Zimbabwe has an estimated population of 12 million out of which a quarter has moved abroad due to a whopping 94% unemployment rate and also for political reasons. With an estimated 9 million resident population the UN World Food Programme estimates that over 75 percent will need food aid in the coming days.
The sharp increase in the number of emergency food aid beneficiaries is a consequence of an economic collapse that was quicker than anticipated, and has come on the back of a series of poor harvests in a country that a decade ago was regarded as the region’s breadbasket.
Richard Lee, WFP’s Southern Africa spokesman, has indicated that in the final two months before the main harvest in April, WFP would provide emergency food aid to 5.1 million recipients, while the US-funded Consortium for Southern Africa Food Security Emergency (C-SAFE), an umbrella organisation for US-sponsored NGOs funded by the US Agency for International Development, would feed 1.8 million beneficiaries.
Zimbabwe has become the world’s third largest food aid operation, after Afghanistan (8.82 million) and Ethiopia (8.67 million), and ahead of the Democratic People’s Republic of Korea (5.58 million) and Bangladesh (5 million).
In terms of the percentage of the population requiring food aid, Zimbabwe leads the field with about 75 percent, followed by Afghanistan with about 25 percent, and the Democratic People’s Republic of Korea is third with about 18 percent.
In June a joint Food and Agriculture Organisation (FAO) and WFP Crop and Food Supply Assessment Mission had estimated that in first quarter of 2009 – the peak of the crisis – 5.1 million people would require food assistance.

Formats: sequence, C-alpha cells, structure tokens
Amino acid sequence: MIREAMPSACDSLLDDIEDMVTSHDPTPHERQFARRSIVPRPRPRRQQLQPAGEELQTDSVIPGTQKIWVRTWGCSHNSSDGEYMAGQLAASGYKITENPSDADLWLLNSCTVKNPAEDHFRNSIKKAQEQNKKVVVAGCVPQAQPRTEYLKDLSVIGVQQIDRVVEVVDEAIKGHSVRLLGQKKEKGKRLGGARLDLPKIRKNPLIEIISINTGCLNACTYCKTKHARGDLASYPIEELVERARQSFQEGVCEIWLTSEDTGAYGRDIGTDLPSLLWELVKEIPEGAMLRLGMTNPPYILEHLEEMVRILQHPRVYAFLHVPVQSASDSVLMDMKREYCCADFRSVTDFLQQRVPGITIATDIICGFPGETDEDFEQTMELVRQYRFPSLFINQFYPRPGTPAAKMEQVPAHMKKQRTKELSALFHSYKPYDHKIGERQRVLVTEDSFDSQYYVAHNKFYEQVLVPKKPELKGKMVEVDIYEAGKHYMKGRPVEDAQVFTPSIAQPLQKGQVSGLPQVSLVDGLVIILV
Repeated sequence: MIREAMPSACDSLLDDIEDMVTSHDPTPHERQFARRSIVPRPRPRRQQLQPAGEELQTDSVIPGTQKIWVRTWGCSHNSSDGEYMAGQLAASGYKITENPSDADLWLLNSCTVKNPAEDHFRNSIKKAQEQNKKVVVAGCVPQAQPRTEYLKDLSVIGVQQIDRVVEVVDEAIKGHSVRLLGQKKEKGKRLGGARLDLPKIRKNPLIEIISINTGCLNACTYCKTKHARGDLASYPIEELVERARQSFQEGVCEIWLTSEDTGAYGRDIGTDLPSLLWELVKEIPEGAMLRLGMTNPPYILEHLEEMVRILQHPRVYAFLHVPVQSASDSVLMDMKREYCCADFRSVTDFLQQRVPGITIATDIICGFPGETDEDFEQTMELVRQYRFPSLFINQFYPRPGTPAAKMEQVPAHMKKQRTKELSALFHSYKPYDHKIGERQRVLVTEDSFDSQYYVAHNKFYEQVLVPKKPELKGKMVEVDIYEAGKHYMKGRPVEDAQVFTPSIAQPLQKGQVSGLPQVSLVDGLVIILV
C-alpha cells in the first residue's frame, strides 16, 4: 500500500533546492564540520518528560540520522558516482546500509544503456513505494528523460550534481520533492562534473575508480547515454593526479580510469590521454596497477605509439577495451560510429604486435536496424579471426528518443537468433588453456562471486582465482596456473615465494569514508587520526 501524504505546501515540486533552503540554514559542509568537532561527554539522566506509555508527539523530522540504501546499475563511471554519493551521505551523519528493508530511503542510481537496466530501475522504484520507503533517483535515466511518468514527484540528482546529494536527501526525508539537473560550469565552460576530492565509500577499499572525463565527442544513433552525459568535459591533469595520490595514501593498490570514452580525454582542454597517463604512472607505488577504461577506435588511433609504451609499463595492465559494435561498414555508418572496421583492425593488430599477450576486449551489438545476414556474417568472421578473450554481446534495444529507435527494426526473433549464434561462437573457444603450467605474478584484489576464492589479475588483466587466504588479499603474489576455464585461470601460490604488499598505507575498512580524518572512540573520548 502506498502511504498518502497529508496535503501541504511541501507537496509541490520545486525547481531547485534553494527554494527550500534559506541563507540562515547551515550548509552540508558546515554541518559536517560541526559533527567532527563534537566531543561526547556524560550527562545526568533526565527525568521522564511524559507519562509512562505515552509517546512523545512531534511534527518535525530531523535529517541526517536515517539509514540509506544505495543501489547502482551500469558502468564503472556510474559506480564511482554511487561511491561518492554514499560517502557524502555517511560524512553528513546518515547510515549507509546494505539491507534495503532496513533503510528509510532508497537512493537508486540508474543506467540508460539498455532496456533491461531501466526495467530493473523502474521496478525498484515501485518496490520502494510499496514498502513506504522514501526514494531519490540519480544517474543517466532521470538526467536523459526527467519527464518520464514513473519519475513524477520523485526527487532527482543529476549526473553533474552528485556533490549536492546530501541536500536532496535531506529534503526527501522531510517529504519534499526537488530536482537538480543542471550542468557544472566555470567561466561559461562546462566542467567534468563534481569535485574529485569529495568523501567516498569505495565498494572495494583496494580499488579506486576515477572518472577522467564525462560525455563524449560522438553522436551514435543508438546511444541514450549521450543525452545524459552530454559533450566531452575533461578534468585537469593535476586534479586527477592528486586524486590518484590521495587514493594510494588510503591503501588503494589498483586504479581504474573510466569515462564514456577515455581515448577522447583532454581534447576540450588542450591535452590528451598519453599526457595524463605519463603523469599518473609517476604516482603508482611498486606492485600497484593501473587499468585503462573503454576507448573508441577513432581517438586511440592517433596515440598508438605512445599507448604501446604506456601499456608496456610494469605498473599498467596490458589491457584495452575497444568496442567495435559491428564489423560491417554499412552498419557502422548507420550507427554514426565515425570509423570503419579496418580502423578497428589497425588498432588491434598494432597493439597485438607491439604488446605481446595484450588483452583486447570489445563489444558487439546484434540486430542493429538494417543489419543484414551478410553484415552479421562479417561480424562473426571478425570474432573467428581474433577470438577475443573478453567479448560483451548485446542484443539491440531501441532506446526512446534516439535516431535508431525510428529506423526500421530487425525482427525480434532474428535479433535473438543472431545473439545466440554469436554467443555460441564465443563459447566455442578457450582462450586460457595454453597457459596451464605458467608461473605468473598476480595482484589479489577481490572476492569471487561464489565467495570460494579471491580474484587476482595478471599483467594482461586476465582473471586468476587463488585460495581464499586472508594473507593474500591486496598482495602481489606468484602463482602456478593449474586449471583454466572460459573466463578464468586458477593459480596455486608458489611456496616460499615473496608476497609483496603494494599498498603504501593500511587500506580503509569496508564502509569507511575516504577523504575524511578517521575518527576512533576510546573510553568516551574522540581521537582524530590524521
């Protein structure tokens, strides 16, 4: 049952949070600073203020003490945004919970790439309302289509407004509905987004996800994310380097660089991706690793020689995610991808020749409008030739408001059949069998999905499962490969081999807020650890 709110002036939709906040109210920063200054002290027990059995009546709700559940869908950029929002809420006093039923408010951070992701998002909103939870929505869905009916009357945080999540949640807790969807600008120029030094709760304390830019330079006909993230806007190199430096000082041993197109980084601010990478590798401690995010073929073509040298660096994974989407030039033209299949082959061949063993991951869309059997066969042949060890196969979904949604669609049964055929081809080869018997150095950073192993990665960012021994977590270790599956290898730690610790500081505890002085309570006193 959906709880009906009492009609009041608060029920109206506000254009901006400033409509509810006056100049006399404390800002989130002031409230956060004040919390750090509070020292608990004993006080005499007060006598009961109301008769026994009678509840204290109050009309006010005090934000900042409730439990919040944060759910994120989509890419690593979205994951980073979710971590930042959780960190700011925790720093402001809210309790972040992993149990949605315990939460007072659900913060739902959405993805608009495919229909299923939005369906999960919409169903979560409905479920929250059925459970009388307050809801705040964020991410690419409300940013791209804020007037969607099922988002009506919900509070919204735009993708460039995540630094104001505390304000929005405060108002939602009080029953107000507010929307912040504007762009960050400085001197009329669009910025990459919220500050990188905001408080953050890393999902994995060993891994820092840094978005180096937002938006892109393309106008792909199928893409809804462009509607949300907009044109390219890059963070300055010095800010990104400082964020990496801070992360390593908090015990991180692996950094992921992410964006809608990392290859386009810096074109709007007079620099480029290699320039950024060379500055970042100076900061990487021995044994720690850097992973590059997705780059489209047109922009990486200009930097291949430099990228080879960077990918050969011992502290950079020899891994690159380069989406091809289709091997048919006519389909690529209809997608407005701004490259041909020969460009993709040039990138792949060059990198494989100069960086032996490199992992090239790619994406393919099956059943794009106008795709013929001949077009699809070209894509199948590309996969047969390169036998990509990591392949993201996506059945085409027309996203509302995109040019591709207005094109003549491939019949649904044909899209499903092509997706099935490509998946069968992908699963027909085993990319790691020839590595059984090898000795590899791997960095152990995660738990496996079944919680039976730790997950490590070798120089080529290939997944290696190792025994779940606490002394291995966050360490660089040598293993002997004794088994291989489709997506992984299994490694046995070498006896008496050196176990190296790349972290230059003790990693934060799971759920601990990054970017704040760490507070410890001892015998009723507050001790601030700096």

Rations reduced again
“The situation is not the same when it was forecast in June 2008 [by the FAO and WFP], and there are clearly more people in need of assistance, as the economic situation has worsened and deteriorated much more rapidly than anticipated,” Lee said.
The rapid expansion of beneficiaries is leading to a halving of cereal rations, which were already cut in late 2008 in the face of donor funding shortfalls.
Lee said the WFP would distribute 5kg per person of cereal – less than half the recommended monthly minimum of 12kg – and 1kg of beans. In November 2008 cereal rations were reduced to 10kg per person and beans to 1kg, from 1.8 kg.
Since May 2008, donors – mainly the European Union and the US – have donated US$240 million. Botswana is the only country in the Southern African Development Community, a regional body, to provide any funding to the WFP – it donated US$150,000.
The reduction in rations would, Lee said, “unfortunately leave beneficiaries more prone to diseases” because of malnourishment.
A cholera pandemic in Zimbabwe has killed 3,095 people since the outbreak began in August 2008, with 58,993 cases reported up until 28 January 2009. The disease is expected to reach 60,000 cases in the next day or so, surpassing the World Health Organisation’s (WHO) worst-case scenario prediction, made in December 2008.